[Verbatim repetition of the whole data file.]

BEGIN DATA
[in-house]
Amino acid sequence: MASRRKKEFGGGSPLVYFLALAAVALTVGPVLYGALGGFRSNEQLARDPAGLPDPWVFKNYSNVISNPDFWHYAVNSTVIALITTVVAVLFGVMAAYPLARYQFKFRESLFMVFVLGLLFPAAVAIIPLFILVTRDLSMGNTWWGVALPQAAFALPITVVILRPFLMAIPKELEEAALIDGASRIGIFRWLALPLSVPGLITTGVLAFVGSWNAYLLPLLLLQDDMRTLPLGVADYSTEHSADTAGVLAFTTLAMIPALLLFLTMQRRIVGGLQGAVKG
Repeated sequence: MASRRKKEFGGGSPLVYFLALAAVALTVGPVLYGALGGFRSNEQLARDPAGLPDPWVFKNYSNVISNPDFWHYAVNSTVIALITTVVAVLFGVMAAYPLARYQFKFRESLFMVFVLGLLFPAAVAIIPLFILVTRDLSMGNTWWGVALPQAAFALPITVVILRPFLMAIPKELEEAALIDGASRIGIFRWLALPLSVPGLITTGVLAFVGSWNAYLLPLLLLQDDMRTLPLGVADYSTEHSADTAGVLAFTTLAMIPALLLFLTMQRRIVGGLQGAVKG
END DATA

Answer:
[in-house]
Amino acid sequence: MASRRKKEFGGGSPLVYFLALAAVALTVGPVLYGALGGFRSNEQLARDPAGLPDPWVFKNYSNVISNPDFWHYAVNSTVIALITTVVAVLFGVMAAYPLARYQFKFRESLFMVFVLGLLFPAAVAIIPLFILVTRDLSMGNTWWGVALPQAAFALPITVVILRPFLMAIPKELEEAALIDGASRIGIFRWLALPLSVPGLITTGVLAFVGSWNAYLLPLLLLQDDMRTLPLGVADYSTEHSADTAGVLAFTTLAMIPALLLFLTMQRRIVGGLQGAVKG
Repeated sequence: MASRRKKEFGGGSPLVYFLALAAVALTVGPVLYGALGGFRSNEQLARDPAGLPDPWVFKNYSNVISNPDFWHYAVNSTVIALITTVVAVLFGVMAAYPLARYQFKFRESLFMVFVLGLLFPAAVAIIPLFILVTRDLSMGNTWWGVALPQAAFALPITVVILRPFLMAIPKELEEAALIDGASRIGIFRWLALPLSVPGLITTGVLAFVGSWNAYLLPLLLLQDDMRTLPLGVADYSTEHSADTAGVLAFTTLAMIPALLLFLTMQRRIVGGLQGAVKG